A court has agreed to reinstate the racially/religiously aggravated element to charges against Abdullah Qureshi. The decision comes after Campaign Against Antisemitism and other groups applied pressure to the Crown Prosecution Service (CPS), which had earlier dropped the hate element from the charges.
On 7th April, Mr Qureshi, 28, from Dewsbury in West Yorkshire, pleaded guilty at Thames Magistrates’ Court to one count of assault by beating and one count of grievous bodily harm with intent. The charges related to a series of assaults on 18th August 2021 in Stamford Hill in which five religious Jews in the North London neighbourhood were violently attacked.
Campaign Against Antisemitism then revealed that the CPS had dropped the racially/religiously aggravated element of those charges as part of a plea deal with Mr Qureshi. After we, Shomrim, CST and other communal organisations made representations to the CPS, it agreed to reinstate the aggravated elements, but Mr Qureshi appeared in court to resist the reinstatement of the aggravated element.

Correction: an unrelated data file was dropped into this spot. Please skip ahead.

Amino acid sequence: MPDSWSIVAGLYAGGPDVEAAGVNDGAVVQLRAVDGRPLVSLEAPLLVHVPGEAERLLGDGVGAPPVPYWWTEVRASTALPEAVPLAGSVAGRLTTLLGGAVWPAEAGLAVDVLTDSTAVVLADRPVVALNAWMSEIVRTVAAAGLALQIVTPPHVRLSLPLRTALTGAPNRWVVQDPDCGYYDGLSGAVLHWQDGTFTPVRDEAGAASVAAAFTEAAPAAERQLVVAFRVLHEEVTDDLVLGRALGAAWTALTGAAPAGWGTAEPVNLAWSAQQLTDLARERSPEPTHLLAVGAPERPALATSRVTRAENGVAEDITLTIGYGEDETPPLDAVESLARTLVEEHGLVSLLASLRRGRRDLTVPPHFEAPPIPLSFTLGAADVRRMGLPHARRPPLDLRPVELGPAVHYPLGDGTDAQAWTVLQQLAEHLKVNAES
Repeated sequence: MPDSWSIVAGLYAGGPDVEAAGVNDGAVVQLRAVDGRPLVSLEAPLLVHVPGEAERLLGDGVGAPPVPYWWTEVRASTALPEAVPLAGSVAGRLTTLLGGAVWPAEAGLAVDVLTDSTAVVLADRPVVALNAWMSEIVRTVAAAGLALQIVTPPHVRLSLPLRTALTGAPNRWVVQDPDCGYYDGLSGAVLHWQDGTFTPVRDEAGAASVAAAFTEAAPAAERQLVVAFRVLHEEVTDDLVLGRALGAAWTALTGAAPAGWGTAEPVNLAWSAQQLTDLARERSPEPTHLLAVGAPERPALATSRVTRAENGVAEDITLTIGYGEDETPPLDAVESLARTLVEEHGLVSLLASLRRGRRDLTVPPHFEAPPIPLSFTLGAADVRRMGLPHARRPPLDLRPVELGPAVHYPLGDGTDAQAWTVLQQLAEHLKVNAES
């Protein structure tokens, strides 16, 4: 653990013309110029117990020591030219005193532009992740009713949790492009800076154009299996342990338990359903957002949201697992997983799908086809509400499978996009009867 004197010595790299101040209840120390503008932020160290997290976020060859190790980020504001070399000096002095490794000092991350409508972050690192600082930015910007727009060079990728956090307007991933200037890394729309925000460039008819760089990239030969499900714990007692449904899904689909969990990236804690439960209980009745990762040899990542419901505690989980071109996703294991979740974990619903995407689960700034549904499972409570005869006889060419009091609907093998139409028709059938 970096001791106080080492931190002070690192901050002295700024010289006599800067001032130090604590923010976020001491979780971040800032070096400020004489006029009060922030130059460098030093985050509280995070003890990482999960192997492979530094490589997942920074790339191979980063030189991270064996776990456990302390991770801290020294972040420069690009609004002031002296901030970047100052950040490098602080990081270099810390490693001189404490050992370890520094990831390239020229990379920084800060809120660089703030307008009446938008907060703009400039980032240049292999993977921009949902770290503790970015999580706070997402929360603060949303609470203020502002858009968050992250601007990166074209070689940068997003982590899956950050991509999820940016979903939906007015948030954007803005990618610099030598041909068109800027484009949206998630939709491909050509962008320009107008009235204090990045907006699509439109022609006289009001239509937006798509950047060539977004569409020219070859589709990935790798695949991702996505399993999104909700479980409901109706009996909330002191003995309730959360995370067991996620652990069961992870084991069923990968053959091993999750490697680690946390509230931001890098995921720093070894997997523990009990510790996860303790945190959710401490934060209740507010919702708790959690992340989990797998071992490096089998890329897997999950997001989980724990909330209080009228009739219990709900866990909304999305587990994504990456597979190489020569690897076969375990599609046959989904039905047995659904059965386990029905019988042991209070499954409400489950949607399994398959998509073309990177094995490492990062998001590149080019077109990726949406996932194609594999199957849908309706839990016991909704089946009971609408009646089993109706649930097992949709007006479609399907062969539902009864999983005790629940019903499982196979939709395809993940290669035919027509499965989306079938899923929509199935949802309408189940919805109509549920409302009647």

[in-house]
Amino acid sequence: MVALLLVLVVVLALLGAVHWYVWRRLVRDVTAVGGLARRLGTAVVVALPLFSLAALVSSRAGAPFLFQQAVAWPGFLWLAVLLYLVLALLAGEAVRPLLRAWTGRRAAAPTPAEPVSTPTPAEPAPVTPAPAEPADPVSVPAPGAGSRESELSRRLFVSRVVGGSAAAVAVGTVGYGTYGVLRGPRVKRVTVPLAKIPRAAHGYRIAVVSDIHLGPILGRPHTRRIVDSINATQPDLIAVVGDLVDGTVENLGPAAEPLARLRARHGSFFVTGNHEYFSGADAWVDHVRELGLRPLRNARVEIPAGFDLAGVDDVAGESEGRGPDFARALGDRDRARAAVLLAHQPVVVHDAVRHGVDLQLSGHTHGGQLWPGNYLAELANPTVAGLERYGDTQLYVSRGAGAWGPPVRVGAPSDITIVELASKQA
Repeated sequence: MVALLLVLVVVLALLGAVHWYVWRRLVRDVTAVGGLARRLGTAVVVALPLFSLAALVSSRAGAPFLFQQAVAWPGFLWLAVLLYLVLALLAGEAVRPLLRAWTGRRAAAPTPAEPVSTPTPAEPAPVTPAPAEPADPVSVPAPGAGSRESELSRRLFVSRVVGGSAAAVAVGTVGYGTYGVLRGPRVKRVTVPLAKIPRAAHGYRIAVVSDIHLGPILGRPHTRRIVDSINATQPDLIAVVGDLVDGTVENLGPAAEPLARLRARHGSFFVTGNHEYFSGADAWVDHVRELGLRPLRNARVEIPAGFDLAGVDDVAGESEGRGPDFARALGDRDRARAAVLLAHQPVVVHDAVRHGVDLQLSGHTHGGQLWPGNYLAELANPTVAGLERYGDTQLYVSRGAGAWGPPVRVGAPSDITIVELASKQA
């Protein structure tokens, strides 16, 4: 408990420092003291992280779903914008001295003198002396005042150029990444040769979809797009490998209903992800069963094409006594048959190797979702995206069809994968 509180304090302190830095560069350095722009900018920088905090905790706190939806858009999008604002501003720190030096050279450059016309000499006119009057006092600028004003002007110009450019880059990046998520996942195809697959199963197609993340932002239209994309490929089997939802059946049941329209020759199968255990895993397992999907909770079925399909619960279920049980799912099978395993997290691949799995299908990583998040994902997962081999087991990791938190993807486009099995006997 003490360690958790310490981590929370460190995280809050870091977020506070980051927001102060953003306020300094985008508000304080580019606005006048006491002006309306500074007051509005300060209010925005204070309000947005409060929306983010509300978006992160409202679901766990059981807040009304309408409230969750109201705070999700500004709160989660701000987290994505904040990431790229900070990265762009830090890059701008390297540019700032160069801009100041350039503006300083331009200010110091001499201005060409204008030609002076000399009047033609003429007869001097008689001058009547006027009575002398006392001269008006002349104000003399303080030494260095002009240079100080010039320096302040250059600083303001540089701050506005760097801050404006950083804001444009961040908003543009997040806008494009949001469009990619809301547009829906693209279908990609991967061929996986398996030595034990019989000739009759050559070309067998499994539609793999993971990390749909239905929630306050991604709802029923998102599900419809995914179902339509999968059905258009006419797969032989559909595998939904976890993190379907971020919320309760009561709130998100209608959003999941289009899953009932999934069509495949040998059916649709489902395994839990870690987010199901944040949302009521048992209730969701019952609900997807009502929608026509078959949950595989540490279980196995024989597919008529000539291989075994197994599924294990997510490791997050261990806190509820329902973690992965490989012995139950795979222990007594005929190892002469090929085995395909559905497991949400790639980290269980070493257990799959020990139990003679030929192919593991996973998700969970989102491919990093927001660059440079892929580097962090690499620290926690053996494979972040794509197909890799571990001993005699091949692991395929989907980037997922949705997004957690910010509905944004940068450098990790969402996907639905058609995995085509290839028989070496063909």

Explaining the reinstatement at court, the prosecutor said that these are “serious allegations” and that “the file was reviewed again and a decision was made to proceed with the offences.” However, counsel for Mr Qureshi argued that this submission should not be accepted, describing it as “ridiculous” and an “abuse of process”.
The CPS was instructed to provide its reasons in writing, with an opportunity for the defence to respond in writing, followed by a hearing in the summer.
That hearing took place today at Stratford Magistrates’ Court, where the court decided in favour of the reinstatement. There will now be a plea hearing later this month at Thames Magistrates’ Court.
In one incident at 18:41 on the day of the attacks last August, an Orthodox Jewish man was struck in the face with what appeared to be a bottle. In another at 19:10, a child was slapped on the back of the head, and in yet another at 20:30, a 64-year-old victim was struck and left unconscious on the ground, suffering facial injuries and a broken ankle. Two further incidents were also alleged.
The incidents received significant media attention at the time, and the Mayor of London, Sadiq Khan, condemned “this appalling attack,” adding: “Let me be clear, racist abuse and hate crime, including antisemitism, have absolutely no place in our city.”